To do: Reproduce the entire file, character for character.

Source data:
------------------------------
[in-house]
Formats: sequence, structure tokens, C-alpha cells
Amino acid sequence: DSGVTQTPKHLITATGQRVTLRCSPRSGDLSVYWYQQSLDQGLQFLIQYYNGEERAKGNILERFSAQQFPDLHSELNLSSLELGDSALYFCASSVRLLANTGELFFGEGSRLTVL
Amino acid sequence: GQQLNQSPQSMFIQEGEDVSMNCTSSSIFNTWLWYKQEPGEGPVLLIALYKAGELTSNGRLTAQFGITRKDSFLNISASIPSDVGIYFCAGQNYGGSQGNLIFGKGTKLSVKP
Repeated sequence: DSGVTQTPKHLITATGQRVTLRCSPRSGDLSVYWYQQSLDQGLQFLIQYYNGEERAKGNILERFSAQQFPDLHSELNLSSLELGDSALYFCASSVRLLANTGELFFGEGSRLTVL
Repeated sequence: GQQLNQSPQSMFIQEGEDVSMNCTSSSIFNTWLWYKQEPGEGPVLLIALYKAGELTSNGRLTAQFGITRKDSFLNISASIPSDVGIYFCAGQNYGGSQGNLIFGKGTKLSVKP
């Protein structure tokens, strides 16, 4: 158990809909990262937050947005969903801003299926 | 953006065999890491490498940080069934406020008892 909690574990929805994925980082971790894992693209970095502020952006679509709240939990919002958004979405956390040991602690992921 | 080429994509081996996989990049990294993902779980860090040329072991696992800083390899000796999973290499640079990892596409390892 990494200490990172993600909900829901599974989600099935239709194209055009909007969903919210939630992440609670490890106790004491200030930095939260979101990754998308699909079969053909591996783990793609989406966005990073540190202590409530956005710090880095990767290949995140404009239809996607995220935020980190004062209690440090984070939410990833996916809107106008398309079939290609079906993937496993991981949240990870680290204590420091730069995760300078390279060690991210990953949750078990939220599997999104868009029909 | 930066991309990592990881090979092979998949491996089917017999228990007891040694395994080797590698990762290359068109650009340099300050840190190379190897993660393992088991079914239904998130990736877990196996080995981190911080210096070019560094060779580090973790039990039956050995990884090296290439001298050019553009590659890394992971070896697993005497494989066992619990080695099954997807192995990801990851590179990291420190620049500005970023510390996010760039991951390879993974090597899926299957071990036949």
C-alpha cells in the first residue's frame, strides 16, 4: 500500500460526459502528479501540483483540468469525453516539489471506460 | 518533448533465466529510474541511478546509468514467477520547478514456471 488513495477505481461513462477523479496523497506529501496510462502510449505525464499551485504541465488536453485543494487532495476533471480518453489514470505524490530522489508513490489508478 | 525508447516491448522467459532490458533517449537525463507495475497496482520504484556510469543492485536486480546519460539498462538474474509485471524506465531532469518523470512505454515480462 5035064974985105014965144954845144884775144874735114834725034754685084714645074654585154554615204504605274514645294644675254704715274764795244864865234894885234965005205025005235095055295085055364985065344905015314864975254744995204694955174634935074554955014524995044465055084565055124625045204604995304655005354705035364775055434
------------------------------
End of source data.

[in-house]
Formats: sequence, structure tokens, C-alpha cells
Amino acid sequence: DSGVTQTPKHLITATGQRVTLRCSPRSGDLSVYWYQQSLDQGLQFLIQYYNGEERAKGNILERFSAQQFPDLHSELNLSSLELGDSALYFCASSVRLLANTGELFFGEGSRLTVL
Amino acid sequence: GQQLNQSPQSMFIQEGEDVSMNCTSSSIFNTWLWYKQEPGEGPVLLIALYKAGELTSNGRLTAQFGITRKDSFLNISASIPSDVGIYFCAGQNYGGSQGNLIFGKGTKLSVKP
Repeated sequence: DSGVTQTPKHLITATGQRVTLRCSPRSGDLSVYWYQQSLDQGLQFLIQYYNGEERAKGNILERFSAQQFPDLHSELNLSSLELGDSALYFCASSVRLLANTGELFFGEGSRLTVL
Repeated sequence: GQQLNQSPQSMFIQEGEDVSMNCTSSSIFNTWLWYKQEPGEGPVLLIALYKAGELTSNGRLTAQFGITRKDSFLNISASIPSDVGIYFCAGQNYGGSQGNLIFGKGTKLSVKP
């Protein structure tokens, strides 16, 4: 158990809909990262937050947005969903801003299926 | 953006065999890491490498940080069934406020008892 909690574990929805994925980082971790894992693209970095502020952006679509709240939990919002958004979405956390040991602690992921 | 080429994509081996996989990049990294993902779980860090040329072991696992800083390899000796999973290499640079990892596409390892 990494200490990172993600909900829901599974989600099935239709194209055009909007969903919210939630992440609670490890106790004491200030930095939260979101990754998308699909079969053909591996783990793609989406966005990073540190202590409530956005710090880095990767290949995140404009239809996607995220935020980190004062209690440090984070939410990833996916809107106008398309079939290609079906993937496993991981949240990870680290204590420091730069995760300078390279060690991210990953949750078990939220599997999104868009029909 | 930066991309990592990881090979092979998949491996089917017999228990007891040694395994080797590698990762290359068109650009340099300050840190190379190897993660393992088991079914239904998130990736877990196996080995981190911080210096070019560094060779580090973790039990039956050995990884090296290439001298050019553009590659890394992971070896697993005497494989066992619990080695099954997807192995990801990851590179990291420190620049500005970023510390996010760039991951390879993974090597899926299957071990036949």
C-alpha cells in the first residue's frame, strides 16, 4: 500500500460526459502528479501540483483540468469525453516539489471506460 | 518533448533465466529510474541511478546509468514467477520547478514456471 488513495477505481461513462477523479496523497506529501496510462502510449505525464499551485504541465488536453485543494487532495476533471480518453489514470505524490530522489508513490489508478 | 525508447516491448522467459532490458533517449537525463507495475497496482520504484556510469543492485536486480546519460539498462538474474509485471524506465531532469518523470512505454515480462 5035064974985105014965144954845144884775144874735114834725034754685084714645074654585154554615204504605274514645294644675254704715274764795244864865234894885234965005205025005235095055295085055364985065344905015314864975254744995204694955174634935074554955014524995044465055084565055124625045204604995304655005354705035364775055434